|Title:||SLCO3A1, a novel Crohn's disease-associated gene, regulates NF-κB activity and associates with intestinal perforation||Authors:||SHU-CHEN WEI
|Issue Date:||2014||Publisher:||Public Library of Science||Journal Volume:||9||Journal Issue:||6||Source:||PLoS ONE||Abstract:||
Background & Aims: To date, only one gene (TNFSF15) has been identified and validated as a Crohn's disease (CD)-associated gene in non-Caucasian populations. This study was designed to identify novel CD-associated single nucleotide polymorphisms (SNPs)/genes and to validate candidate genes using a functional assay. Methods: SNPs from 16 CD patients and 16 age- and sex-matched control patients were analyzed using Illumina platform analysis. Subsequently, we expanded the study and followed 53 CD patients and 41 control patients by Sequenom MassArray analysis. Quantitative PCR and immunohistochemical staining were performed to assess mRNA and protein expression of the candidate gene on tissue isolated from CD patients. Genotype was correlated with CD phenotypes. Finally, the candidate gene was cloned and its effect on NF-κB activity assessed using a reporter luciferase assay. Results: SLCO3A1 (rs207959) reached statistical significance in the first-stage analysis ( P = 2.3E-02) and was further validated in the second-stage analysis (P = 1.0E-03). Genotype and phenotype analysis showed that the rs207959 (T) allele is a risk allele that alters SLCO3A1 mRNA expression and is associated with intestinal perforation in CD patients. Higher levels of mRNA and protein expression of SLCO3A1 were seen in CD patients compared with the control group. Overexpression of SLCO3A1 induced increased NF-κB activity and increased phosphorylation of P65, ERK, and JNK. Nicotine augmented the activation of NF-κB in the presence of SLCO3A1. Conclusions: SLCO3A1, a novel CD-associated gene, mediates inflammatory processes in intestinal epithelial cells through NF-κB transcription activation, resulting in a higher incidence of bowel perforation in CD patients. ? 2014 Wei et al.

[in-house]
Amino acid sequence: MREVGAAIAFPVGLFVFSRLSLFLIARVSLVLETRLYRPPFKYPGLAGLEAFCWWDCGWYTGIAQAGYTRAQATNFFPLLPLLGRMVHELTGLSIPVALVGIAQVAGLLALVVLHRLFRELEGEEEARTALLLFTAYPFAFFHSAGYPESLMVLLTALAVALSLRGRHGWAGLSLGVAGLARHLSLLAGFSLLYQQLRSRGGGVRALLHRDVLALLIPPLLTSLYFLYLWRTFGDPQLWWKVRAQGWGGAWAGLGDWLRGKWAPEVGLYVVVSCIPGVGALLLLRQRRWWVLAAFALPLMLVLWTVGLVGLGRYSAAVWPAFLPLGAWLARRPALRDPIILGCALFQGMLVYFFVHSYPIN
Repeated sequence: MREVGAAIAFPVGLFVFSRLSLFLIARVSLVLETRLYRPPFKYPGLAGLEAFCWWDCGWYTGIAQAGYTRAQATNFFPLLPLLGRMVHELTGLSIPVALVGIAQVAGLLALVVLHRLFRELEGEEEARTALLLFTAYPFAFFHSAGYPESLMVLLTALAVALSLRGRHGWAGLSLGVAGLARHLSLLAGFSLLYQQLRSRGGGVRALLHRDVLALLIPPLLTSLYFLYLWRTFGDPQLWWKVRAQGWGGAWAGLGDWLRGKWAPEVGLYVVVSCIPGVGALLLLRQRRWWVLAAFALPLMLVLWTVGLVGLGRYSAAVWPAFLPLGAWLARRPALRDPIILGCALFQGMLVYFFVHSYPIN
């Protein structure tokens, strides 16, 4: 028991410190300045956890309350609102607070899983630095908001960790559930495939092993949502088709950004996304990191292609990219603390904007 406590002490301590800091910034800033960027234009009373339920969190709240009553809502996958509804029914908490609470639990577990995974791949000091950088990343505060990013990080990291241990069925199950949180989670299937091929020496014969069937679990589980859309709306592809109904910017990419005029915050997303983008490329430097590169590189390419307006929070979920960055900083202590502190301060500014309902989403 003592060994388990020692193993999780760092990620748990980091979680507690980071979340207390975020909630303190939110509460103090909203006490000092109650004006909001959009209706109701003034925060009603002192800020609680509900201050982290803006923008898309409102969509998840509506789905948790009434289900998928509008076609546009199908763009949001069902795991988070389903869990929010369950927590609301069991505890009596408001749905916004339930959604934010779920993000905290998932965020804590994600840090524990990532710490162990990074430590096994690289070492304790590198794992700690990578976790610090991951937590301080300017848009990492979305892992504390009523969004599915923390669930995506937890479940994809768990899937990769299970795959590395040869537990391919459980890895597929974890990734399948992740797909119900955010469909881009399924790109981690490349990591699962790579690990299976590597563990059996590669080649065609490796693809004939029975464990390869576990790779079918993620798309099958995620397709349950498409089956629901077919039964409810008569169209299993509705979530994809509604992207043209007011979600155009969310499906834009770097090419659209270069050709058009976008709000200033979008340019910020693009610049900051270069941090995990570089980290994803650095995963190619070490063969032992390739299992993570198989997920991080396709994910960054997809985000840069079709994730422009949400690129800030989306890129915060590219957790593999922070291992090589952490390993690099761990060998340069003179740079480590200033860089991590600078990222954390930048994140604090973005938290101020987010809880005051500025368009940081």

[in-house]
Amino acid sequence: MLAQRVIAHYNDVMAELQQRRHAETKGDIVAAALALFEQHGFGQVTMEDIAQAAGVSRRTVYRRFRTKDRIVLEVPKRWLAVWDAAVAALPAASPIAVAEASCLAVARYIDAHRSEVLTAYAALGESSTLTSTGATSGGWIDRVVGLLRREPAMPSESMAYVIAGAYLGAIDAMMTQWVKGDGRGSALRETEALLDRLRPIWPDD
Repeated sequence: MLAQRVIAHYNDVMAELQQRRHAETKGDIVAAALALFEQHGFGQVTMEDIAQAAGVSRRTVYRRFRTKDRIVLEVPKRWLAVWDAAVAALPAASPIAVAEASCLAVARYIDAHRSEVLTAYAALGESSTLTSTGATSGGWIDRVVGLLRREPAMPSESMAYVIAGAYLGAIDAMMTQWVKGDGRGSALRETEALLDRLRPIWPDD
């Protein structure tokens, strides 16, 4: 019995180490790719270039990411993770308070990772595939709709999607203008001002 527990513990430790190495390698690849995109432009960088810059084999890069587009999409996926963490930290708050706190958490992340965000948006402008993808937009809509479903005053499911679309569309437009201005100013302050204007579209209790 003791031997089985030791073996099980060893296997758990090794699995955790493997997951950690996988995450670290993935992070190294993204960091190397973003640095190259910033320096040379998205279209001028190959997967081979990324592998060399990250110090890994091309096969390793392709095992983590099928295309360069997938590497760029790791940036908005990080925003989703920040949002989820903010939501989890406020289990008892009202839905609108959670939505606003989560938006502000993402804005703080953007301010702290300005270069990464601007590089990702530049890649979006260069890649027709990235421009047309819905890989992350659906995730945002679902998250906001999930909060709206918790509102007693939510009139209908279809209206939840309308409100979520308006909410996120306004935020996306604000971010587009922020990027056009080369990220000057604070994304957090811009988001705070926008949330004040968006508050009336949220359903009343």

|Appears in Collections:||醫學系|
Items in DSpace are protected by copyright, with all rights reserved, unless otherwise indicated.